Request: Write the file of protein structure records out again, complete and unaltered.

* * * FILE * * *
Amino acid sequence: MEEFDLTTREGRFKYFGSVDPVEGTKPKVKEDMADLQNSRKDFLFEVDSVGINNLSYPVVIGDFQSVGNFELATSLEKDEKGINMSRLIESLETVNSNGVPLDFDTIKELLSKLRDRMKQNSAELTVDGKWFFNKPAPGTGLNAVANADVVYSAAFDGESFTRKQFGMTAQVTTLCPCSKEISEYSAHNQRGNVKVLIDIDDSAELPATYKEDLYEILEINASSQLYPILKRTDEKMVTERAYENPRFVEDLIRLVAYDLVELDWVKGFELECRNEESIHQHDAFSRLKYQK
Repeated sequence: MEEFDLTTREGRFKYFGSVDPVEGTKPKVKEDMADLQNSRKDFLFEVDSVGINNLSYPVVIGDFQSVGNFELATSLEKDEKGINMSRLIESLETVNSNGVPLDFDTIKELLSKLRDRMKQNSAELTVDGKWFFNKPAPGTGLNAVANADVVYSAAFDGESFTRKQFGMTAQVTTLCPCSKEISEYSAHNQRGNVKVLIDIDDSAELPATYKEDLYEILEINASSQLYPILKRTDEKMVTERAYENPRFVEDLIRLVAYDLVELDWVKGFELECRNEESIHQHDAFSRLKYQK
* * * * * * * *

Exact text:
Amino acid sequence: MEEFDLTTREGRFKYFGSVDPVEGTKPKVKEDMADLQNSRKDFLFEVDSVGINNLSYPVVIGDFQSVGNFELATSLEKDEKGINMSRLIESLETVNSNGVPLDFDTIKELLSKLRDRMKQNSAELTVDGKWFFNKPAPGTGLNAVANADVVYSAAFDGESFTRKQFGMTAQVTTLCPCSKEISEYSAHNQRGNVKVLIDIDDSAELPATYKEDLYEILEINASSQLYPILKRTDEKMVTERAYENPRFVEDLIRLVAYDLVELDWVKGFELECRNEESIHQHDAFSRLKYQK
Repeated sequence: MEEFDLTTREGRFKYFGSVDPVEGTKPKVKEDMADLQNSRKDFLFEVDSVGINNLSYPVVIGDFQSVGNFELATSLEKDEKGINMSRLIESLETVNSNGVPLDFDTIKELLSKLRDRMKQNSAELTVDGKWFFNKPAPGTGLNAVANADVVYSAAFDGESFTRKQFGMTAQVTTLCPCSKEISEYSAHNQRGNVKVLIDIDDSAELPATYKEDLYEILEINASSQLYPILKRTDEKMVTERAYENPRFVEDLIRLVAYDLVELDWVKGFELECRNEESIHQHDAFSRLKYQK